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Health concerns and broader category demand headwinds couldn't stop Monster Beverage (NASDAQ:MNST) from posting decent second quarter growth. Net sales increased 6.5% year-over-year to $631 million, slightly below consensus estimates, but still a solid number in our view. Earnings per share increased 4.6% year-over-year to $0.62, again falling slightly short of consensus estimates, but by no means terrible given some of the legal issues surrounding the company.

Demand for Monster products isn't experiencing the same robust growth as is it did years ago, but we are seeing the company outperform many of its peers. According to the data that management from Nielsen on the conference call, Monster's comparable sales jumped 16.4% year-over-year during July at convenience stores and gas stations (a key channel). Red Bull grew sales 8.7%, and competitors such as 5-hour Energy and Rockstar experienced single-digit declines during this same time period. Overall, Monster saw its market share in July jump 310 basis points year-over-year to 34%, just 1.4 percentage points below that of Red Bull.

Growth was similarly strong in the traditional store channel (up 10.1% year-over-year), while Red Bull experienced same-store sales growth of just 6.7%. It could be the several new flavors that Monster has recently launched (namely Monster Zero Ultra), or that consumers are simply forgetting about FDA headlines, but Monster is clearly gaining share in the United States.

After a few consecutive quarters of slumping margins, Monster Beverage returned to margin expansion as gross margins jumped 150 basis points year-over-year to 53.3%. From management's commentary, we gather that input costs weren't the driver of the growth in margin, but rather it appears a mix shift away from the traditional "Green" cans towards more Rehab flavors aided the strength.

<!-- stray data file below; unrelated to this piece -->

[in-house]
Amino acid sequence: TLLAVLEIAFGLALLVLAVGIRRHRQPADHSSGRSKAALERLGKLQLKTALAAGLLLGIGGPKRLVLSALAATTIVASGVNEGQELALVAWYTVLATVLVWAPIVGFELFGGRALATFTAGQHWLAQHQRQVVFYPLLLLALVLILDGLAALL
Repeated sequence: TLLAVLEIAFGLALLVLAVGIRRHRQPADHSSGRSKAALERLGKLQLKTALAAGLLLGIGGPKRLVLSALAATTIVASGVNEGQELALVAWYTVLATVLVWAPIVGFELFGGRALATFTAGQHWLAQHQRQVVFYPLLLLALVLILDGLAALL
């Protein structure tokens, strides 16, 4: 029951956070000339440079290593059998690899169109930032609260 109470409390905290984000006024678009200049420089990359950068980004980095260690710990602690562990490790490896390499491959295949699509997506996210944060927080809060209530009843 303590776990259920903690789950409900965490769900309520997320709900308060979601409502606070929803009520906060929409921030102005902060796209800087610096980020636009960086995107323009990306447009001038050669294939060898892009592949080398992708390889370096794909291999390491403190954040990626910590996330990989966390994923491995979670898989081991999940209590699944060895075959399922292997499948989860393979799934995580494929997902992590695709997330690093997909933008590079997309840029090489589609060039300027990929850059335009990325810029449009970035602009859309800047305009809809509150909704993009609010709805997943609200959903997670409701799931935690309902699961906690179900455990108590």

On the other side of the cost equation, SG&A increased 170 basis points year-over-year to 24.9% of sales. This was mainly attributable to increased legal expenses, and unfortunately, it seems elevated legal spending is here to stay. This reality isn't much of a surprise to those that have followed Monster Beverage, as we've witnessed an increase in the number of incidents related to Monster consumption that get reported to the FDA. CEO Rodney Sacks clarified the ongoing battle with legal expenses, saying on the conference call:

"We think that some of the regulatory issues not so much came to a head, but we needed to address a number of issues back to the FDA, which we did. We anticipated the hearings at the Senate and the IOM. And so there were a number of issues that we addressed for the first time in preparing for it. And I think going forward, we won't have that same degree of preparation, which means we're at that same degree perhaps of intense litigation. But then there is other litigation continuing to go on, different litigation, different forums, and it all depends on what level they reach."

Without question, the FDA is better equipped to handle caffeine regulation than Valuentum is, but from what we've seen, we do not see a compelling argument for increased regulation. Additionally, the number of companies such regulation would negatively impact is so far-reaching--including Starbucks (NASDAQ:SBUX), Coca-Cola (NYSE:KO), and Pepsi (NYSE:PEP)--that it makes heightened regulation unlikely, in our view. Even any caffeine concentration regulation that might skirt soda would undoubtedly impact Starbucks' coffee. We'll keep a close eye on the situation, but the risk of overregulation may be a bit overblown.

Valuentum's Take

Even though Monster doesn't give external guidance, we think the firm's market share gains and strong comparable sales growth in the US demonstrate that Monster is well-prepared to see some acceleration in the second half of 2013. The company's balance sheet remains strong, but the biggest risk remains exogenous-the potential of more bad publicity related to a death or adverse event of a Monster consumer.

We do not think shares of Monster look like a bargain, so we won't be looking to add shares of the energy drink producer to the portfolio of our Best Ideas Newsletter at this time.

Source: Monster Beverage's Second Quarter: Can - Or Should - We Really Regulate Caffeine?